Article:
In the dark of the ocean, some animals have evolved to use bioluminescence as a defense. In the animation above, an ostracod, one of the tiny crustaceans seen flitting near the top of the tank, has just been swallowed by a cardinal fish. When threatened, the ostracod ejects two chemicals, luciferin and luciferase, which, when combined, emit light. Because the glow would draw undesirable attention to the cardinal fish, it spits out the ostracod and the glowing liquid and flees. Check out the full video clip over at BBC News. Other crustaceans, including several species of shrimp, also spit out bioluminescent fluids defensively. (Image credit: BBC, source video; via @amyleerobinson)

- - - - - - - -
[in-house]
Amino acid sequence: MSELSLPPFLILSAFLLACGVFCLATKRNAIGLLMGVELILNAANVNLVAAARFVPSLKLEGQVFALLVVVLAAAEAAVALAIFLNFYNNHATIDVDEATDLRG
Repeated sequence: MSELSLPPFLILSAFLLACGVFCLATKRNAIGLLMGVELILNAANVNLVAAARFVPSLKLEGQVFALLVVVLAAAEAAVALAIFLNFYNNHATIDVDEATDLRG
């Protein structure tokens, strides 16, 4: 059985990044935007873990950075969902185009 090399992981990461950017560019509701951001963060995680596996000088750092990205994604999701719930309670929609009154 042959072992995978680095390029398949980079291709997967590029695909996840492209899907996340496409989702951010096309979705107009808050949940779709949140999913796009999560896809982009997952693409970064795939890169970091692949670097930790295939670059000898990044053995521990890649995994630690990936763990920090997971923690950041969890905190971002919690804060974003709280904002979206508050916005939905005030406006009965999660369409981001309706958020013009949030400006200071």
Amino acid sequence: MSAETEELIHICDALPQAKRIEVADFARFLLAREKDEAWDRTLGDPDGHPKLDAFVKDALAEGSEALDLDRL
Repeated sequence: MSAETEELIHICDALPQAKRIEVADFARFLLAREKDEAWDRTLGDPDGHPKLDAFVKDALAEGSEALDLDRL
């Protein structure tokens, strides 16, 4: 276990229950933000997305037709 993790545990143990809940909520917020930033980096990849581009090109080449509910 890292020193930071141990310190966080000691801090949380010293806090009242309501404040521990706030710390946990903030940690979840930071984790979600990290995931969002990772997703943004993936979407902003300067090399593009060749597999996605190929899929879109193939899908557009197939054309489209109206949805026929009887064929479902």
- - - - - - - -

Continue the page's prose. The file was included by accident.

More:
Europeans try to save storks, then this happens over Lebanon
There is no fighting chance for migratory birds when they fly over Lebanon: Hunting laws may be in place in the Middle East, but who’s enforcing them?
From storks and pelicans to hoopoes to eagles to migratory songbirds… see the images of the bloodbath in Lebanon during this year’s hunting season. And these images are only from the jerks who posted their kill on social media networks.
If you think migratory birds are in trouble as they pass over just Lebanon, think again. In Cyprus song birds are hunted down by the millions every year for a pickled dish, and the images coming out of Cairo are just as gruesome.
Creating awareness about the effectiveness of bird conservation. We can’t protect our migratory wildlife unless we cover all the bases.